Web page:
REF No. 6407
Chinese export porcelain European subject plate

Qianlong period circa 1750
European Market
Diameter: 9 inches; 23cm

Price:  £5,900

A Chinese export porcelain famille rose dinner plate with a central scene of two figures with buildings in the distance, the rim with a gilt spearhead border.

The scene is an illustration taken from an engraving by Nicolas de Larmessin IV (1684-1755) after a painting by Nicolas Vleughels illustrating Le Villageois Qui Cherche Son Veau from Jean de la Fontaine’s Contes et Nouvelles. The young boy wanders the woods looking for his missing calf and climbs a tree for a better view. Meanwhile a couple arrive to sit beneath the tree and the young man declares loudly that he is graced with such a vision of loveliness that he can now see all that he would ever want to look upon. The boy overhears this and innocently asks that, if the man can see so much, can he also see his missing calf.

Around 1730, a collection of engraved illustrations for Fontaine’s Contes using paintings by a number of artists including Boucher, Le Mesle, Vleughels, Pater, Eisen, Lorrain and Lancret were published. Known as Le Suite de Larmessin after the principal engraver, these prints were initially sold as a print collection and then published in book form along with Fontaine’s text. Six of the prints from the Suite are reproduced on Chinese export porcelain, including this one, which is known in two versions. The earliest is only recorded en grisaille and follows the original print very closely, including a boy in a tree watching the amorous couple. The second version, seen here, omits the boy and is only found in polychrome. The other five are: Les Oies de Frère Philippe after a painting by Nicolas Lancret; La Servant Justifiée, also after Lancret; Le Cuvier after P. Le Mesle and Le Baiser Rendu and Le Baiser Donné, both engraved by Pierre Filloeul, after paintings by Jean Baptiste Pater. Most of these are reversed, suggesting that the prints taken to China were smaller re-engraved copies of the Larmessin prints, which were quite large.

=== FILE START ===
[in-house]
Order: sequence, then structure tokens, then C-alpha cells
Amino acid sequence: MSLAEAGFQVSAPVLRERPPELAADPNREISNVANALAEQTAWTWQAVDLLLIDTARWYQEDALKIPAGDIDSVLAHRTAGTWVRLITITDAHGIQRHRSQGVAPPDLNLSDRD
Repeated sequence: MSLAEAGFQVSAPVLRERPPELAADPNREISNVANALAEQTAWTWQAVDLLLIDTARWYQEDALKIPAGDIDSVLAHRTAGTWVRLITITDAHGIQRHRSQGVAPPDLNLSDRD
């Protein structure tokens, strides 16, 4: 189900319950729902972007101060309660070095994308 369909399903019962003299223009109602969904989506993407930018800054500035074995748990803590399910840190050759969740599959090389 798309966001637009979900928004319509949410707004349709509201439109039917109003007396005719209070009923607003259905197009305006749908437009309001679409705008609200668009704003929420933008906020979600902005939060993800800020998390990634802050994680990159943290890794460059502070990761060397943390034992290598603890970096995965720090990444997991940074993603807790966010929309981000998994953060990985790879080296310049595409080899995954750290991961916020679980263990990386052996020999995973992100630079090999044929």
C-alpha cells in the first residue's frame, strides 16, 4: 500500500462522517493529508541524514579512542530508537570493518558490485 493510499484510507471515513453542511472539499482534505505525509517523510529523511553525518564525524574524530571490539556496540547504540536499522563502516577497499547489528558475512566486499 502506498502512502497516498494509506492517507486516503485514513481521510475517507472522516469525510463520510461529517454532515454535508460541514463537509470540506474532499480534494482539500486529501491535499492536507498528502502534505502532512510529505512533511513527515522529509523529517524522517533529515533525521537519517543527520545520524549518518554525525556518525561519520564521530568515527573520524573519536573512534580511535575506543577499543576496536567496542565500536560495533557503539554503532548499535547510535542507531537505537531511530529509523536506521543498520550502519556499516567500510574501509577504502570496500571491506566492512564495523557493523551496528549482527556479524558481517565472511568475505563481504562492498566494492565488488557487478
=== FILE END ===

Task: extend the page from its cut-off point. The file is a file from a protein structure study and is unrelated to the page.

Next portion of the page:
References: Hervouët & Bruneau (1986) p198, Nos 9.11-12; Cohen & Cohen 2002, No 53, another example; Mezin 2002, p108-9, Nos 87-8, examples of both type; Beurdeley 1962, fig 41-2, a plate and the print.


Chinese export porcelain European subject plate